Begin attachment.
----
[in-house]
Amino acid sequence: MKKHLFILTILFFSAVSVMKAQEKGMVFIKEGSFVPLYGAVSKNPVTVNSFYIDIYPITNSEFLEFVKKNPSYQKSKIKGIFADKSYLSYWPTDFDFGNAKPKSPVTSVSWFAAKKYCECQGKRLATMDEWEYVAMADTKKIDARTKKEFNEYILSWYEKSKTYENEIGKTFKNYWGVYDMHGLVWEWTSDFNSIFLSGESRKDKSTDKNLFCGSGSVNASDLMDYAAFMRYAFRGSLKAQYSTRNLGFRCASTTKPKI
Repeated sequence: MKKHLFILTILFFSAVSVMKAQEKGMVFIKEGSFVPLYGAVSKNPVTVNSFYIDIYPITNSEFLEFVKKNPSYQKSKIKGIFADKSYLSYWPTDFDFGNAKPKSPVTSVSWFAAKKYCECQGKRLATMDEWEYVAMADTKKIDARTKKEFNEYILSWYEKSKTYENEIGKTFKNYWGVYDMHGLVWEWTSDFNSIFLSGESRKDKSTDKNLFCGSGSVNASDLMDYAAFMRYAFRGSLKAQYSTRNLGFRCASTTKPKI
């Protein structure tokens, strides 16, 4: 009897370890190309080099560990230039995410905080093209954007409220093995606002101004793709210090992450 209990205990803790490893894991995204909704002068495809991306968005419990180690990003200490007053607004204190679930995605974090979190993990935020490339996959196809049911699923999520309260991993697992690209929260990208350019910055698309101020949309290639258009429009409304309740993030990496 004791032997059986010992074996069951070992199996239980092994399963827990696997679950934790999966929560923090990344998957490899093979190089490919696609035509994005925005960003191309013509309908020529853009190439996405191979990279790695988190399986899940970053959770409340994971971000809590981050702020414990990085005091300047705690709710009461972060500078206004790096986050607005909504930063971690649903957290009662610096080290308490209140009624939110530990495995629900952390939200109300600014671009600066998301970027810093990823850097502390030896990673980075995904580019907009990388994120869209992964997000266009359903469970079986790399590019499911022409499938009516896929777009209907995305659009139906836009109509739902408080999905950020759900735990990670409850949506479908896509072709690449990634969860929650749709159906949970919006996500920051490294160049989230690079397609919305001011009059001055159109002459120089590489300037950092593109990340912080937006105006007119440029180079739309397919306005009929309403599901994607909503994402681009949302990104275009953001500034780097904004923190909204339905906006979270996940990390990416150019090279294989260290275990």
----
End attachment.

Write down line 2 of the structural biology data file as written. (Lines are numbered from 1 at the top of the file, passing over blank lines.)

Amino acid sequence: MKKHLFILTILFFSAVSVMKAQEKGMVFIKEGSFVPLYGAVSKNPVTVNSFYIDIYPITNSEFLEFVKKNPSYQKSKIKGIFADKSYLSYWPTDFDFGNAKPKSPVTSVSWFAAKKYCECQGKRLATMDEWEYVAMADTKKIDARTKKEFNEYILSWYEKSKTYENEIGKTFKNYWGVYDMHGLVWEWTSDFNSIFLSGESRKDKSTDKNLFCGSGSVNASDLMDYAAFMRYAFRGSLKAQYSTRNLGFRCASTTKPKI